(Reuters) - About one in four National Football League players are likely to end up suffering dementia, Alzheimer’s disease, Parkinson’s disease or other cognitive impairments during their lifetime, according to a report filed in court by the league’s lawyers.
The NFL submitted the summary of the findings of an actuarial study it had commissioned in the U.S. District Court for Eastern Pennsylvania on Friday as part of the ongoing litigation between former players and the league.
The study by the Segal Group, based in New York City, used a database of the medical history of retired players as part of its method.
The report appears to be the most definitive statement the NFL has yet made on the dangers of the sometimes violent sport, where players can develop concussions as they butt helmeted heads with those of other players.
The report said 28 percent of the “overall player population” and a third of the 5,000 plaintiffs who sued the league, will be diagnosed with cognitive impairment during their lifetime, according to the court filings.
The chances of players developing these problems “are materially higher than those expected in the general population,” the lawyers’ summary of the report said. Players will develop these diagnoses “at notably younger ages than the general population,” the summary said.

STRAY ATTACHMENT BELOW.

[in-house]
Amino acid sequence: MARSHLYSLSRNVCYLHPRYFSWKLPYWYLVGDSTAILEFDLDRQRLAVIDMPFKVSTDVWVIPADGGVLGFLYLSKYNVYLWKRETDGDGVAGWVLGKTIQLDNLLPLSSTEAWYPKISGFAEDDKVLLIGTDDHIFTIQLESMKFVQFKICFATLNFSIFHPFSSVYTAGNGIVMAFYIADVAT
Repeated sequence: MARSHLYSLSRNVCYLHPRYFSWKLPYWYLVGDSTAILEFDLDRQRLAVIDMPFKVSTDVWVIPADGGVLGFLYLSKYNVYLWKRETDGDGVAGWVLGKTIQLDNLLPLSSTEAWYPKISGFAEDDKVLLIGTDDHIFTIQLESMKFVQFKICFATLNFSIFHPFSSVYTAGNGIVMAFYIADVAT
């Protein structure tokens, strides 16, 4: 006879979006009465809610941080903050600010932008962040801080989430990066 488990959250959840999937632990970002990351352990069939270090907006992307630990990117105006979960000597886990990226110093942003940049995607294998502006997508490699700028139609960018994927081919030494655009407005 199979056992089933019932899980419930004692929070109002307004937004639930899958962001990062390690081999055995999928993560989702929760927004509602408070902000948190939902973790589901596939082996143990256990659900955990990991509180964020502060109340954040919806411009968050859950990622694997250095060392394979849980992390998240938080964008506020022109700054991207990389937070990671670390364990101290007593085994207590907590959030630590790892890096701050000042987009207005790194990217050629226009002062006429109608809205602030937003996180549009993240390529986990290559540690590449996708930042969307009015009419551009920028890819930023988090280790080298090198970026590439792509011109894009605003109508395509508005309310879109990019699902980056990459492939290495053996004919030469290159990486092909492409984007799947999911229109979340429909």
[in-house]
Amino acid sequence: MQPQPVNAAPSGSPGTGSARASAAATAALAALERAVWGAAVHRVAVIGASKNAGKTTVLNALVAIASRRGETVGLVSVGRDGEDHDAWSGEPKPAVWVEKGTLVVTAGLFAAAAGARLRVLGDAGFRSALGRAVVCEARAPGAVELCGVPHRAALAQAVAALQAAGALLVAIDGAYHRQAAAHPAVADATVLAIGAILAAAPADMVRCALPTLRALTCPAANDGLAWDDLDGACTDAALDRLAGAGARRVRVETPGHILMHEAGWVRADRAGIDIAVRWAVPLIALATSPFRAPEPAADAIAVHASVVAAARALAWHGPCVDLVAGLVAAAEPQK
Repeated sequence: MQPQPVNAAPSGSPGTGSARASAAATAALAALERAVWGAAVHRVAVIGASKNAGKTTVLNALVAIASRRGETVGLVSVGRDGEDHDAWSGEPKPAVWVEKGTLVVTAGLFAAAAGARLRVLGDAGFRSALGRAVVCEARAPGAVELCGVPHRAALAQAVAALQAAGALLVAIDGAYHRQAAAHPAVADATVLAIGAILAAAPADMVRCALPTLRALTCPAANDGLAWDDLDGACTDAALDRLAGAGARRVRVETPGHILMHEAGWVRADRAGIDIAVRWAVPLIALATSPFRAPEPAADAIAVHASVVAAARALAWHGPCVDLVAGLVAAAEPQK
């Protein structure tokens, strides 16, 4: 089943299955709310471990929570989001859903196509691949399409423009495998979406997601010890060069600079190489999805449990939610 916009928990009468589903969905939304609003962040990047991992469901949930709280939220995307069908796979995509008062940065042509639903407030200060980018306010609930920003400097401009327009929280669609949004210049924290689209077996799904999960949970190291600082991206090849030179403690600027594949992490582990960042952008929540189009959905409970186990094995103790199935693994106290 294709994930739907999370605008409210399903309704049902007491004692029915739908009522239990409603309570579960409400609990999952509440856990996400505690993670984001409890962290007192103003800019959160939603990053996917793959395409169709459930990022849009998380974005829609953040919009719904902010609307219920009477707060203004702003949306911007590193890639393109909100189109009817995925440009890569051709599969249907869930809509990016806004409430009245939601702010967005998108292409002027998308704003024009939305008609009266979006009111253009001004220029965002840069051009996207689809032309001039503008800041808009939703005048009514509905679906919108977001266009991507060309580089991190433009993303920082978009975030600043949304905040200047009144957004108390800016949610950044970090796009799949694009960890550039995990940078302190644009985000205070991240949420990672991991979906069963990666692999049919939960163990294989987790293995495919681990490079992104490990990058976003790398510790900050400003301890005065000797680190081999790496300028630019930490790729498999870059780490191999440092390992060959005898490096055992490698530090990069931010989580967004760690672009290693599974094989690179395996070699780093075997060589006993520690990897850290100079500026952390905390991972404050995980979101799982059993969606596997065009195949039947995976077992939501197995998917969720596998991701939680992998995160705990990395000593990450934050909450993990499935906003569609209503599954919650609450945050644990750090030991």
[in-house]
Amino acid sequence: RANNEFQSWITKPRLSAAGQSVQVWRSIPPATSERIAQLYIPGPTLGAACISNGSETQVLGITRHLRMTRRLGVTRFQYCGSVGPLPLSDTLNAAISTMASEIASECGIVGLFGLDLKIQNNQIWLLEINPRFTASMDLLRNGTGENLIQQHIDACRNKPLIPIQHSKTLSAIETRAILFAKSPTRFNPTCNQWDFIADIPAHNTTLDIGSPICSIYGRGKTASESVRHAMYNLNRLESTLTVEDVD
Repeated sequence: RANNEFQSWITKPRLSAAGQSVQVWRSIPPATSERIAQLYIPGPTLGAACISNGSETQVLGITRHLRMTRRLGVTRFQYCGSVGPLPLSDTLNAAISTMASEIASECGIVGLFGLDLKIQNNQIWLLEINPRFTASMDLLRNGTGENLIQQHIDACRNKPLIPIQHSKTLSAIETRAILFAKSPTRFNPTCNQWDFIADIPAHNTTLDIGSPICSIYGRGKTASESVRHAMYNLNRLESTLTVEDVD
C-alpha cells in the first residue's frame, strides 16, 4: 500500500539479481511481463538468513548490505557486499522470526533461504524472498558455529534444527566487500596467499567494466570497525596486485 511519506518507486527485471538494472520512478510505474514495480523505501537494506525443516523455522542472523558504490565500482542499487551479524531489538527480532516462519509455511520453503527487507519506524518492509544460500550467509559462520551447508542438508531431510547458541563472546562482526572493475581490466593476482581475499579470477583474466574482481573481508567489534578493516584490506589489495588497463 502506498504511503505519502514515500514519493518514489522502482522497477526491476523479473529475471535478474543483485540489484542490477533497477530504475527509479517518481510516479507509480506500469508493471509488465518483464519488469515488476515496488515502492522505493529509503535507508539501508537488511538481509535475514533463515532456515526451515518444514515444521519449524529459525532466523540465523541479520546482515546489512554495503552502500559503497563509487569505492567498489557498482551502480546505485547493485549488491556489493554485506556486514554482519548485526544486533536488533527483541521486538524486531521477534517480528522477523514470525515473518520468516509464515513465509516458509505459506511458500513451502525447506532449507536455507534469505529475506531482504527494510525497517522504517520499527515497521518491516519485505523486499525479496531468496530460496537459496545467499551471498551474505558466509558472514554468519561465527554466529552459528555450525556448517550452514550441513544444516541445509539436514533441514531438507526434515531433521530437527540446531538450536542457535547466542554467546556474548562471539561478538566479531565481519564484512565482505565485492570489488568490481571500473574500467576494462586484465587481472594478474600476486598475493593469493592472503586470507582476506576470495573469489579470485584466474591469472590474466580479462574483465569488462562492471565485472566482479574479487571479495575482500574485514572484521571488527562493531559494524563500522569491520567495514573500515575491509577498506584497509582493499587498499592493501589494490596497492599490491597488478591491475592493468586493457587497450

In 2013, the NFL agreed to pay more than $760 million to settle a lawsuit brought by more than 4,500 former players who had sued the league, accusing it of hiding the dangers of brain injury while profiting from the sport’s violence.
In June, the league agreed to remove a $675 million ceiling it had placed on payments to former players.
The NFL commissioned the Segal Group to complete the study to see if the money set aside for the settlement would cover all the claims.
Brad Karp, one of NFL’s lawyers in the lawsuit, said in a statement that the Segal models “do not reflect a prediction of the number of players who will suffer injuries.”
“They are intended to show the court that even if unexpectedly high numbers of players were injured,” his statement said, “there still would be sufficient money to pay the claims.”
In the court filing, the authors of the Segal report say the assumptions on which their projections are based were “reasonable and conservative.”
Reporting by Brendan O'Brien in Milwaukee; Editing by Jonathan Allen, Bernard Orr and Lisa Shumaker